Since its invention, the atomic force microscope (AFM) has been used to image a wide range of different samples.
When the AFM was modified such that it could image samples in buffer it became possible to address biological questions under physiological conditions with this technique. The detail in atomic force images is unrivalled by other microscopy techniques that can be used to image samples in fluid, due to the signal to noise ratio of the instrument. In addition, samples dried to preserve structure do not need to be further treated to generate contrast.
The NanoWizard® BioAFM from JPK Instruments has a number of features that enhance the capacity of this technology for the highest resolution imaging of biological samples. Namely, the JPK Nanowizard® is linearized in all three dimensions. That is, there is a closed-loop feedback that ensures precise positioning in the x and y axes as well as in the z axis. Additionally, the Nanowizard® further extends the applicability of atomic force microscopy (AFM) imaging by enabling simultaneous AFM imaging with additional optical microscopic techniques. Both of these features can save the user time and resources when striving for that perfect, high resolution image.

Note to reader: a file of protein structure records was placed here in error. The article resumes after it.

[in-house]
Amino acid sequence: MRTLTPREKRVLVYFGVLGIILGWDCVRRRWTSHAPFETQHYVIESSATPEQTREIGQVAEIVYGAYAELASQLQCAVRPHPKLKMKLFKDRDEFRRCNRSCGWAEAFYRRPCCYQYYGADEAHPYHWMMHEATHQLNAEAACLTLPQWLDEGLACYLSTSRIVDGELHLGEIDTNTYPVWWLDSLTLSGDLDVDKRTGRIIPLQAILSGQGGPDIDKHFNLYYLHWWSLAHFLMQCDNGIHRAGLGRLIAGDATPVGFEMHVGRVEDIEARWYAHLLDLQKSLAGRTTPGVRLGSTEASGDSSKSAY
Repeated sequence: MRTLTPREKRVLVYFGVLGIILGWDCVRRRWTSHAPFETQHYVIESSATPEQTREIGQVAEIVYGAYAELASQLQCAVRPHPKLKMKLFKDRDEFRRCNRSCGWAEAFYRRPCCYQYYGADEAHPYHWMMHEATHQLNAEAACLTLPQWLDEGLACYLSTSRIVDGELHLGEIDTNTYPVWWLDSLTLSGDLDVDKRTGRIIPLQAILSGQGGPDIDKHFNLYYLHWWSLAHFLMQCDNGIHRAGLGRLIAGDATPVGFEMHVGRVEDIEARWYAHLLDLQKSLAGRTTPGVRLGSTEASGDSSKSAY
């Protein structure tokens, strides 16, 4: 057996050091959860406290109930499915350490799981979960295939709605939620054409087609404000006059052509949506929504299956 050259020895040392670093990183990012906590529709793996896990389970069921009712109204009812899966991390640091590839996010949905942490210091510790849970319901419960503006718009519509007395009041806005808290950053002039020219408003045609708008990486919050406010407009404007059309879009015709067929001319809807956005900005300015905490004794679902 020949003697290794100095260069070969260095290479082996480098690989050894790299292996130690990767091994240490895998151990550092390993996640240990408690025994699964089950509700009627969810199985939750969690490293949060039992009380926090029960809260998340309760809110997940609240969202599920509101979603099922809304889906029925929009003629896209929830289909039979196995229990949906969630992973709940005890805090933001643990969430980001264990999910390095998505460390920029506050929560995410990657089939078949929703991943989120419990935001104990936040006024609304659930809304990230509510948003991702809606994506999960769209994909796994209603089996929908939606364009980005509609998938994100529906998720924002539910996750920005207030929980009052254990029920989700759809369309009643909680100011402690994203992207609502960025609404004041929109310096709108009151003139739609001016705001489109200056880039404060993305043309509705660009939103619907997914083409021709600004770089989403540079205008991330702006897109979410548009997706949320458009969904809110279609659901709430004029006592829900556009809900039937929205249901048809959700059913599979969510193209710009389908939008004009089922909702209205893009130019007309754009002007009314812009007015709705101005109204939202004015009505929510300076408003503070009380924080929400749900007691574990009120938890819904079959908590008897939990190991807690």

Atomic Lattice of Mica
Superior engineering and stability is required for the acquisition of high resolution images. To demonstrate the stability of the JPK Nanowizard® even when installed on an inverted light microscope, freshly cleaved mica was imaged in contact mode in air. The atomic lattice of mica can clearly be seen (Fig 1.)
Figure 1. Mica imaged in contact mode. Scan size, 40 x 60 Å
Hexagonally Packed Intermediate Layer
The hexagonally packed intermediate (HPI) layer of the archaebacteria, Deinococcus radiodurans, has been extensively studied using atomic force microscopy.
Figure 2. (A) HPI layer patch on mica, imaged in closed loop contact mode, in fluid. (B) High resolution image of HPI subunit pores. Red circle - example of a closed pore, blue circle – example of an open pore. Defects in the lattice are also evident, e.g. the missing subunit in the pore marked with a white arrow. Image (B) kindly provided by Dr. Patrick Frederix, University of Basel.
The HPI layer of D. radiodurans forms a surface layer, presumed to act as a kind of molecular sieve to regulate transport of nutrients and metabolites in and out of the cell.